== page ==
Black and white politics

"Democracy means simply the bludgeoning of the people by the people for the people."

— Oscar Wilde

I discovered the greatest videos on this last week, the 1968 ABC William F. Buckley Jr. and Gore Vidal debates. These debates were conducted in a far different way than the political news shows of today.

Each person was given a topic and simply spoke their opinion about the topic. They did not communicate with each other. These debates were during a time similar to ours, America was tiring of the Vietnam War, a presidential election was coming, and America was quickly becoming a divided nation. What made these debates so interesting was that these men had so many intelligent things to say. They both were eloquent and spoke about topics specifically and individuals generally. These debates were intelligent and civilized, unlike anything I have seen on television.

However, these debates came to a screeching halt when the two debated live. The extreme differences of their ideologies brought the debates to a screeching halt when they started calling each other names and threatened to become violent. This was, sadly, a "modern" television moment. At first, I delighted in this crazed confrontation. It was entertaining. I realized, however, that this outburst destroyed what could have been the start of a wonderful program. It is clear that television has realized that such petty outbursts entertain viewers and stretch viewership. Yet, in the pursuit of entertainment, all intellectual and political discussion has deteriorated into ad hominem attacks.

What is interesting is that Gore Vidal once purported that there is only one political party in America, with a liberal side and a conservative side. But, Vidal says, they are not that different from each other. At this point in history, only moderate candidates will ever become President. This limited movement in American politics frustrated Vidal because reshaping America is difficult.

Buckley seemed content with the current system and was willing to argue about the limited changes that moderate Democrat and Republicans can bring. In one of the debates, he said Switzerland was the best run country in the world because the citizens of Switzerland did not know who their president was. Buckley supports the separation of the general populace and politics. Yet, he also knew that neither one of the presidential candidates would neither raise nor ruin our country. But, he did favor the Republican just as Vidal did support the Democrat. Despite admitting the small differences of American politics by both Vidal and Buckley, each individual's opinion were so sharply different from each other that they could not rationally discuss anything.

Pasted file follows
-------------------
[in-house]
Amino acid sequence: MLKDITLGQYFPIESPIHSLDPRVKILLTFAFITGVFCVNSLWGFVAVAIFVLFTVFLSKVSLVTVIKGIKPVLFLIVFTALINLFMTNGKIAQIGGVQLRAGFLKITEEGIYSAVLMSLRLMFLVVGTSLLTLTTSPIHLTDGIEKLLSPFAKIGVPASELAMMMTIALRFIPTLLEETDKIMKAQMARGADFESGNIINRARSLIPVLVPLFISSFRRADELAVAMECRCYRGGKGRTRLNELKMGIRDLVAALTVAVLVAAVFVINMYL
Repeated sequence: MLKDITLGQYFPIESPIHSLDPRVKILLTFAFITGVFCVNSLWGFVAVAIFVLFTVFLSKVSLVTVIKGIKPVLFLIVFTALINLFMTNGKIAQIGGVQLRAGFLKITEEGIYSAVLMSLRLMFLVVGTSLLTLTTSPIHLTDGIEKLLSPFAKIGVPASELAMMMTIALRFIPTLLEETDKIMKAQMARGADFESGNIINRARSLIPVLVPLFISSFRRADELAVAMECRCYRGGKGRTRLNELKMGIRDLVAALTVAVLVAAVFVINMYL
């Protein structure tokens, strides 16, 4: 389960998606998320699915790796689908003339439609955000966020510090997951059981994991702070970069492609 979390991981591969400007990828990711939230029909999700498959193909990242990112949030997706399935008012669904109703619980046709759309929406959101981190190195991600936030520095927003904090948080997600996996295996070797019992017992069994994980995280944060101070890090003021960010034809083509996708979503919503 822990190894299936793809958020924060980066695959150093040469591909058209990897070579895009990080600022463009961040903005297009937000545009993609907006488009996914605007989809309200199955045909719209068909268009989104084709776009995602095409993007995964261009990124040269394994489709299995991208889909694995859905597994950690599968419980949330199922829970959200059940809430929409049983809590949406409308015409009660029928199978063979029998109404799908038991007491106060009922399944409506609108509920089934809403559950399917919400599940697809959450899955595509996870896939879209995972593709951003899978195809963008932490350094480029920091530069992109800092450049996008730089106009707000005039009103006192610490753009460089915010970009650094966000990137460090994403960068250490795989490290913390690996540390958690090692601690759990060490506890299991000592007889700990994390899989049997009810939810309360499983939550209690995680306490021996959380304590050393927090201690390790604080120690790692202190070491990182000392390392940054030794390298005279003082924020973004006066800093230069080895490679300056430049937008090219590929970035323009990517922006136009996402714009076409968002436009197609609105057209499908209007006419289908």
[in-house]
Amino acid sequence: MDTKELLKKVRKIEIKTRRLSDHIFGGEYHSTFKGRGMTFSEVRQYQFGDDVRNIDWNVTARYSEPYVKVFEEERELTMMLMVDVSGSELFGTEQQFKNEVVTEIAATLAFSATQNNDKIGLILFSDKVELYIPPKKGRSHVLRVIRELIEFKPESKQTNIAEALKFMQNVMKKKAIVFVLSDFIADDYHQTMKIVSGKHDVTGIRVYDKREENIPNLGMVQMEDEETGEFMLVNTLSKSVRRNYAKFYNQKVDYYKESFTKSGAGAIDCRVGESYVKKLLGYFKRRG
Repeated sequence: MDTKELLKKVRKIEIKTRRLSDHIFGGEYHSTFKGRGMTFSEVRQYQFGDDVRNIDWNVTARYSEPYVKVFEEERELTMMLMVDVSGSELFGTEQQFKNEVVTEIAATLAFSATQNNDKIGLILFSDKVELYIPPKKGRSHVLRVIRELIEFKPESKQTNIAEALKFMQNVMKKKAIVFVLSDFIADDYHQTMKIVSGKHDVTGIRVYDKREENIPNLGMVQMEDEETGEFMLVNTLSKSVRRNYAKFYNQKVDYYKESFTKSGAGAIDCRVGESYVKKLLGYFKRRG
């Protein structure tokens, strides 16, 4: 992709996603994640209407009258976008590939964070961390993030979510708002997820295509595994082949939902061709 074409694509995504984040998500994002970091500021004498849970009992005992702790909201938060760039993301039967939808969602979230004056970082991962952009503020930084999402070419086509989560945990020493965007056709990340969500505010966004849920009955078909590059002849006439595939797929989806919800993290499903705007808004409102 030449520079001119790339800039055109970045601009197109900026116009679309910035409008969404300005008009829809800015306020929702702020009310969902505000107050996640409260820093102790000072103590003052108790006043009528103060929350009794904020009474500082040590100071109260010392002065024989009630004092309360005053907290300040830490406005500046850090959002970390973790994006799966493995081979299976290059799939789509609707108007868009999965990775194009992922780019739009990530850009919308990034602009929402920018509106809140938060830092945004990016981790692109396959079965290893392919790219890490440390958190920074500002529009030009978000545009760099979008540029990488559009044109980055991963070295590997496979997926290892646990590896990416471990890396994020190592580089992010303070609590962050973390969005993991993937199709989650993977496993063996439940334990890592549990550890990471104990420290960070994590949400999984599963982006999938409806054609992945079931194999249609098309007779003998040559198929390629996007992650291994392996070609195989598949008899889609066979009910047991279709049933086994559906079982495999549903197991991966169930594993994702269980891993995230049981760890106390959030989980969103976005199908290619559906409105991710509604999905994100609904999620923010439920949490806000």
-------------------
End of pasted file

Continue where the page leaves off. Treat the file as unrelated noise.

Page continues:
These two men represented the most eloquent of their respective sides. Yet, these two brilliant men could not find any common ground with each other. Instead of fighting ideas with ideas, their collective frustration brought their intelligence to its knees. This incident is a wonderful illustration of America in general. America is so divided between politics that progress is abandoned for satisfaction of being correct. We are not a nation united. Yet, we are not as divided as we have been in the past. Right now, America is split like two siblings riding in the back of a station wagon on the way to Disneyland. Each wants separation and domination of the whole back seat but must allow the other some room in order to visit the theme park. Our nation must put away our childish behavior, realize unity is stronger than pointless bickering, and produce human beings who are able to push and develop our nation in ways we never thought possible.

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